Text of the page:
A former French spy who says he helped a ‘runaway princess’ escape from Dubai in a luxury yacht claims they were ‘blindfolded, handcuffed and beaten’ by soldiers before being sent back to the UAE.
Jean-Pierre Hervé Jaubert, a dual French-American national, said he was arrested along with the crew of the yacht Nostromo in a raid, according to the campaign group Detained In Dubai (DID).
He said he had been trying to help Sheikha Latifa – daughter of Sheikh Mohammed bin Rashid Al Maktoum, the ruler of Dubai and prime minister of the UAE – to escape and seek political asylum in the United States.
She has previously claimed that she was subject to ‘years of abuse’ and had been drugged as well as imprisoned for three years.
Former French spy Jean-Pierre Hervé Jaubert who says he helped a ‘runaway princess’ escape from Dubai in a luxury yacht claims they were ‘blindfolded, handcuffed and beaten’ by soldiers before being sent back to the UAE
Mr Jaubert said he was arrested along with Latifa and Finnish woman Tina Jauhiainen (above) on the yacht Nostromo in a raid, according to the campaign group Detained In Dubai
He said he had been trying to help Sheikha Latifa – daughter of Sheikh Mohammed bin Rashid Al Maktoum, the ruler of Dubai and prime minister of the UAE – to escape and seek political asylum in the United States
In an extraordinary audio statement released through DID, Mr Jaubert claimed the raid was carried out by ‘five warships, two planes and a helicopter.’
He said he was later released without charge by the UAE authorities but remains ‘unsafe at sea’, the group added.
Describing the ‘raid’ in an audio message, Mr Jaubert said around 12 men boarded the yacht.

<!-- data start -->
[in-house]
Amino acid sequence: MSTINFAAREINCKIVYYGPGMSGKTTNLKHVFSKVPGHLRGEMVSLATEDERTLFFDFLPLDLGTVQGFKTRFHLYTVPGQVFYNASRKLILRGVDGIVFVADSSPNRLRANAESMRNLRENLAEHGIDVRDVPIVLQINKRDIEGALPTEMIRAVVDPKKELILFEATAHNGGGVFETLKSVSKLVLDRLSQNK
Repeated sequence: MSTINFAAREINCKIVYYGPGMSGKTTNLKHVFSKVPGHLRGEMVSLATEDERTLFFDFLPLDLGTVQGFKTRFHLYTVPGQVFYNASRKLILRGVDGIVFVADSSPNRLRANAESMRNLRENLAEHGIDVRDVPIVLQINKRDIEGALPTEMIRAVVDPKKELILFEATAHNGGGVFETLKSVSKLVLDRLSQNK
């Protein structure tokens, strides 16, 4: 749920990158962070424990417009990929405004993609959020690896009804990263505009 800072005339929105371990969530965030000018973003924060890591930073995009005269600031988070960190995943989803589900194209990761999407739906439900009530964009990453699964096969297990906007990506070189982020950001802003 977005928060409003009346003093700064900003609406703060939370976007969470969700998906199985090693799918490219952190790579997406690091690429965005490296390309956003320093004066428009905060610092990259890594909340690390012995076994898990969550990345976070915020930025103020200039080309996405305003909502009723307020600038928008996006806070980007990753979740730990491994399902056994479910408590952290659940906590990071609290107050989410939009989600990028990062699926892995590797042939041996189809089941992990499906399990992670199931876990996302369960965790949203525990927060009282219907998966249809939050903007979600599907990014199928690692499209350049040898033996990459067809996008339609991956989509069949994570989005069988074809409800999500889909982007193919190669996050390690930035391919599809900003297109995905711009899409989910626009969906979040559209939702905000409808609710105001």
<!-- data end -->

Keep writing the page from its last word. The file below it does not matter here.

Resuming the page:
‘They beat us severely with guns, and they robbed us; took pretty much everything from the boat.
‘We were taken to the UAE. Kidnapped, and sent to jail in the UAE, I don’t know where. We were blindfolded and handcuffed. I had no idea where they kept us.’
Mr Jaubert, who said the raid happened with no warning, said he had decided to help Latifa after she claimed she had been maltreated.
‘I tried to help Princess Latifa to escape from Dubai because she said she was abused and tortured by her father and this abuse, that I have experienced myself, is something that cannot be tolerated.’
In an extraordinary audio statement released through DID, Mr Jaubert claimed the raid was carried out by ‘five warships, two planes and a helicopter’
Mr Jaubert said he had decided to help Latifa after she claimed she had been maltreated. Jaubert operated as a secret agent for the French secret service until 1993. He allegedly escaped from Dubai himself dressed in scuba gear and woman’s clothing (above)
The Frenchman said he was eventually released but that he believed Latifa was still being held.
‘They told me that although I did not break any laws in the water, I broke Islamic Law,’ he said in his audio message.
‘Under Islamic Law women are in the custody of a father, husband or brother.